Although I do have this gut instinct that bubs is going to come earlier than predicted.
 It's not wishful thinking either; I have to go for a two hour glucose blood test, another midwife checkup, my last driving lesson, a chat with the doctors at the hospital; I have a property inspection scheduled, and my practical driving test booked, and another trip to the hospital for bloods for the CS to make before bubs is scheduled to arrive. That's a lot to do in two weeks, and that's excluding all the fun activities I have planned for the kids for the school holiday! All of which (aside from the medical stuff, obviously) I really look forward to doing. So this idea I have that bubs is going to come early is not a case of me being at that stage of the pregnancy where I WANT him to come and put this long difficult pregnancy behind me. Just the opposite! I have so much I'm striving to accomplish before he arrives, that I think it would be very typical indeed if he threw a spanner in the works by making an earlier arrival.

Because, you know, that's just my luck.

Friday, July 08, 2011

1, 2, 3

Listening to: New Divide - Linkin Park
Writing: Blueberry Valley
Mood: Contemplative

A chat about whether having three kids is harder than having two kids reminded me of this little story. A young father, who was pushing his toddler in a stroller through the park one day, noticed me with my two wee little ones. He told me they are expecting their second child soon and whether it's harder with two.

I told him it's double the trouble, double the joy, double the love - and no, it's not harder. It's easier because you're already a parent, you've been through this before. It's always, always hard with your first child, because you're still learning and new to everything that parenting entails.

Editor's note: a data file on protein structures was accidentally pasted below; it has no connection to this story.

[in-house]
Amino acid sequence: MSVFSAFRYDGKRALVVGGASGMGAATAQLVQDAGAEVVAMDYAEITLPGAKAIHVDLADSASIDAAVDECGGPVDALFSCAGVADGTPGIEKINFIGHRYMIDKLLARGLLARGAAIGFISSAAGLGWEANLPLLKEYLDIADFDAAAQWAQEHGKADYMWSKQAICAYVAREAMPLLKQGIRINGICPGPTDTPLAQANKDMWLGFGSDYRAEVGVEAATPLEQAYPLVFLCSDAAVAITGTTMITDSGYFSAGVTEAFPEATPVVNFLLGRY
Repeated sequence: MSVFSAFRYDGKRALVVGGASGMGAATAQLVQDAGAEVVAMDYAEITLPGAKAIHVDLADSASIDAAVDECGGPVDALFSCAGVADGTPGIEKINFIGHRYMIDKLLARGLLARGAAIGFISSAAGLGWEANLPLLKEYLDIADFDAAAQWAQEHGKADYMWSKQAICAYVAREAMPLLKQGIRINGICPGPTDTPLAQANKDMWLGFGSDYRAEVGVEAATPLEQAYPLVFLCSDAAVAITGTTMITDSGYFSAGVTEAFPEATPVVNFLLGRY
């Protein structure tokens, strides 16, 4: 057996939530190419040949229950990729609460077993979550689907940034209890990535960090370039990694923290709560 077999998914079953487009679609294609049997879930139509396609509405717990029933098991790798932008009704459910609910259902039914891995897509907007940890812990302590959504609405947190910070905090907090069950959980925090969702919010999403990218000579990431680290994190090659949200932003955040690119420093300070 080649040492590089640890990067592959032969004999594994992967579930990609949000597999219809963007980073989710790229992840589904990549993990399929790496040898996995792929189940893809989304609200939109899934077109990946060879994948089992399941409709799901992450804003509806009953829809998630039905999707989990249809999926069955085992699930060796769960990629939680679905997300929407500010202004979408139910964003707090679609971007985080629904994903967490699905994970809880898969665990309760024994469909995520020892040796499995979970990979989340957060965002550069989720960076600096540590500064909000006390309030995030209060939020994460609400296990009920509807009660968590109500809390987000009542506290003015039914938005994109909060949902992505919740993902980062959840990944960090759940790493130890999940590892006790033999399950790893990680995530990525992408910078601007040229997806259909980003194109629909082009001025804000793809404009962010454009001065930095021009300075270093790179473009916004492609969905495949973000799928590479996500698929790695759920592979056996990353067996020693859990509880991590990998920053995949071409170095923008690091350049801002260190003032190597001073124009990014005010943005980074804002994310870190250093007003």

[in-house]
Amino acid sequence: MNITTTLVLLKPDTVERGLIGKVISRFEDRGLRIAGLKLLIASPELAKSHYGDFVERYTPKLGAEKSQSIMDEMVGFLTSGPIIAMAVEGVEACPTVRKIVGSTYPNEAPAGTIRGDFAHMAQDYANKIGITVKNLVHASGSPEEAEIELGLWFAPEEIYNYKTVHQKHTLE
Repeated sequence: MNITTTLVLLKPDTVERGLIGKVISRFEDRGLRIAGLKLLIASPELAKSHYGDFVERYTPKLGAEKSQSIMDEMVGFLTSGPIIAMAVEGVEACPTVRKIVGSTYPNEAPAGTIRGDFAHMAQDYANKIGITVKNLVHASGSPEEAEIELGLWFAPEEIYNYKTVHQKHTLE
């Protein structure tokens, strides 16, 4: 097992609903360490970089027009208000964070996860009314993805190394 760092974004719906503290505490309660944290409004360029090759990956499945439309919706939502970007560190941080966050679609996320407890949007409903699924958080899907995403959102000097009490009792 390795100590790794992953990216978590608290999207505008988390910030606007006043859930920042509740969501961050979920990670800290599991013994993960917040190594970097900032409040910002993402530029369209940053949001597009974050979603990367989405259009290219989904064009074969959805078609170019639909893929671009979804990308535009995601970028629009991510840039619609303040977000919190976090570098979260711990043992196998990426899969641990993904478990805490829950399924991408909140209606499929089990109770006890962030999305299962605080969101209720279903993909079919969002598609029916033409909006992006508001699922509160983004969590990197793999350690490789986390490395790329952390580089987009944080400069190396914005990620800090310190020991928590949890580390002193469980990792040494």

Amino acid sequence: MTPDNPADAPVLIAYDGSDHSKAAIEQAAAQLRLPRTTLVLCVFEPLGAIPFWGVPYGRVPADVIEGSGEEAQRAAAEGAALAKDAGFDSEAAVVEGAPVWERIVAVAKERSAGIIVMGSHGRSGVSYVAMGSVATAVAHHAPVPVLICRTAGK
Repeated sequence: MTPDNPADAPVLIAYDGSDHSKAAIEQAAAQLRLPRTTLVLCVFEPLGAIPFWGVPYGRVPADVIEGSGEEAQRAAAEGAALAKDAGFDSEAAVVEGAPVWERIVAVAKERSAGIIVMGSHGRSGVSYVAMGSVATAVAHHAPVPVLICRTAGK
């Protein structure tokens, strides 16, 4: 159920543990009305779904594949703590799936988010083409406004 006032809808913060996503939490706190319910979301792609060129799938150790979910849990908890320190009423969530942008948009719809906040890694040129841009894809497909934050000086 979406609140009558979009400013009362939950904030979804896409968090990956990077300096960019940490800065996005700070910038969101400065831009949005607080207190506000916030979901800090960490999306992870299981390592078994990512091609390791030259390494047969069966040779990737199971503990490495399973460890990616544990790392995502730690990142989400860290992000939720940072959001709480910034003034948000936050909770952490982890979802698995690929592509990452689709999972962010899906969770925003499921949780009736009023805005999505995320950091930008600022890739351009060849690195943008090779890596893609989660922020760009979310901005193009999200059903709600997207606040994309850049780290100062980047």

Which is why I think, if anyone has doubts about having three, by all means go for it. You're basically parenting veterans at this stage, and your kids are still young. What you DON'T want is to have #3 when the other two are already in primary-high school. Then it's like you're starting all over again because you forget what it was like to have a tiny baby, and you're completely 'out of it', too. Out of the baby-routine, I mean.

I'm having #3 in another 20 days or so. The only thing I'm nervous about is containing my 4 year old and my 2 year old when I finally do venture outdoors with the newborn by myself. And that's saying a lot, considering the only family I have here for support is my mother in-law, who will be going back overseas in September, and from that point onward it's just me and my 3 little musketeers. And dad, but he's got a 7-6 job so he has those hours free of kiddy-drama, and he's got me there for support when he wants to take the kids out over weekends and stuff.

There is a lot of negativity attached to the number three; three is an odd number, three's a crowd, the third wheel, third time lucky (yes, even that is negative - what's wrong with the previous two?!) But coming from a home where we're three siblings, I don't see anything becoming harder. In fact, we seemed to get a lot more toys and we got to go to the movies a lot more often after my little brother was born.

Finances might not blossom for everyone with three kids, but at the end of the day you're that one little number richer in every other way.

Monday, July 04, 2011

Cleaning is good for only one thing...

Listening to: E.T. - Katy Perry
Mood: ----

... and that is plotting.

Other than that, I absolutely loathe cleaning because all I do is think about everything else I could be doing instead.